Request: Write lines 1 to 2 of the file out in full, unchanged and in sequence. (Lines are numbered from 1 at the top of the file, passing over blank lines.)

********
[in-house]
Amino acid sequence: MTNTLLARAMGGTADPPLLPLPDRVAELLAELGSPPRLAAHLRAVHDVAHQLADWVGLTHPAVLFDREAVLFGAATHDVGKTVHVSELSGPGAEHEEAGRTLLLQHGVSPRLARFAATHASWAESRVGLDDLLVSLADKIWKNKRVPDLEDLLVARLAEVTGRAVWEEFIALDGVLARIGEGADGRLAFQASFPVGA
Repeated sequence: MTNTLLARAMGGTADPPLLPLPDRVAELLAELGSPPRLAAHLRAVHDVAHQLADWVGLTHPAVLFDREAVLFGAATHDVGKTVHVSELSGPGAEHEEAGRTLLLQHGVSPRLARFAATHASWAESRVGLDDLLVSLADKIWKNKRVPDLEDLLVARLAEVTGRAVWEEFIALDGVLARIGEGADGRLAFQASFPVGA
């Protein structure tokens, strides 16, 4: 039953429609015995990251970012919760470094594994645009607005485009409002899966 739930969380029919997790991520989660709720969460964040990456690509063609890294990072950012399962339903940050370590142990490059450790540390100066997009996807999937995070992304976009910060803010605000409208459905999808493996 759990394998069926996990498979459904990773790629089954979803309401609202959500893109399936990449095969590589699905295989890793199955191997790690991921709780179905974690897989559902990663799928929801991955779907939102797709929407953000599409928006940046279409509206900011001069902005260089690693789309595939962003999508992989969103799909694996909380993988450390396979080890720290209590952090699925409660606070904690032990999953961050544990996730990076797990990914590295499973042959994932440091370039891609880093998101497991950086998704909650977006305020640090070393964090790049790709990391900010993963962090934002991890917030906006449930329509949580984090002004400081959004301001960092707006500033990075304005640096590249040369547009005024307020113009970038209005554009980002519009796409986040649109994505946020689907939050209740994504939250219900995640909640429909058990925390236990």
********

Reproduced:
[in-house]
Amino acid sequence: MTNTLLARAMGGTADPPLLPLPDRVAELLAELGSPPRLAAHLRAVHDVAHQLADWVGLTHPAVLFDREAVLFGAATHDVGKTVHVSELSGPGAEHEEAGRTLLLQHGVSPRLARFAATHASWAESRVGLDDLLVSLADKIWKNKRVPDLEDLLVARLAEVTGRAVWEEFIALDGVLARIGEGADGRLAFQASFPVGA